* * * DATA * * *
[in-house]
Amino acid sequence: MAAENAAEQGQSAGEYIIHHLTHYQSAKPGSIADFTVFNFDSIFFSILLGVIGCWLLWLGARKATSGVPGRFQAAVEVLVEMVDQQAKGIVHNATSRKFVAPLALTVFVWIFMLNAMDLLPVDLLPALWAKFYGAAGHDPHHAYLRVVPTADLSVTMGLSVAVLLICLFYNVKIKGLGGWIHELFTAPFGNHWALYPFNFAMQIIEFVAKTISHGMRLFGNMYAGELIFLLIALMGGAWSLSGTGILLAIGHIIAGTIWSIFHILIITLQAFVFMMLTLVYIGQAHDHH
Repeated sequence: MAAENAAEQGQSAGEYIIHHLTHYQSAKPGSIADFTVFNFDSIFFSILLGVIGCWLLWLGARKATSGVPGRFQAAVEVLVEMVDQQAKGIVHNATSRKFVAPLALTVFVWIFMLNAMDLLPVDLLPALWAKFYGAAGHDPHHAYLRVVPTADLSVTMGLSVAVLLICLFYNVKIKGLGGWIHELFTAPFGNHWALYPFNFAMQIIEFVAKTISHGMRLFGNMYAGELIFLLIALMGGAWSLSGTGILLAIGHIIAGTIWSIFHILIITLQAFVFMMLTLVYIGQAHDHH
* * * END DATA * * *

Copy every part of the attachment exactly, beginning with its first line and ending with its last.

[in-house]
Amino acid sequence: MAAENAAEQGQSAGEYIIHHLTHYQSAKPGSIADFTVFNFDSIFFSILLGVIGCWLLWLGARKATSGVPGRFQAAVEVLVEMVDQQAKGIVHNATSRKFVAPLALTVFVWIFMLNAMDLLPVDLLPALWAKFYGAAGHDPHHAYLRVVPTADLSVTMGLSVAVLLICLFYNVKIKGLGGWIHELFTAPFGNHWALYPFNFAMQIIEFVAKTISHGMRLFGNMYAGELIFLLIALMGGAWSLSGTGILLAIGHIIAGTIWSIFHILIITLQAFVFMMLTLVYIGQAHDHH
Repeated sequence: MAAENAAEQGQSAGEYIIHHLTHYQSAKPGSIADFTVFNFDSIFFSILLGVIGCWLLWLGARKATSGVPGRFQAAVEVLVEMVDQQAKGIVHNATSRKFVAPLALTVFVWIFMLNAMDLLPVDLLPALWAKFYGAAGHDPHHAYLRVVPTADLSVTMGLSVAVLLICLFYNVKIKGLGGWIHELFTAPFGNHWALYPFNFAMQIIEFVAKTISHGMRLFGNMYAGELIFLLIALMGGAWSLSGTGILLAIGHIIAGTIWSIFHILIITLQAFVFMMLTLVYIGQAHDHH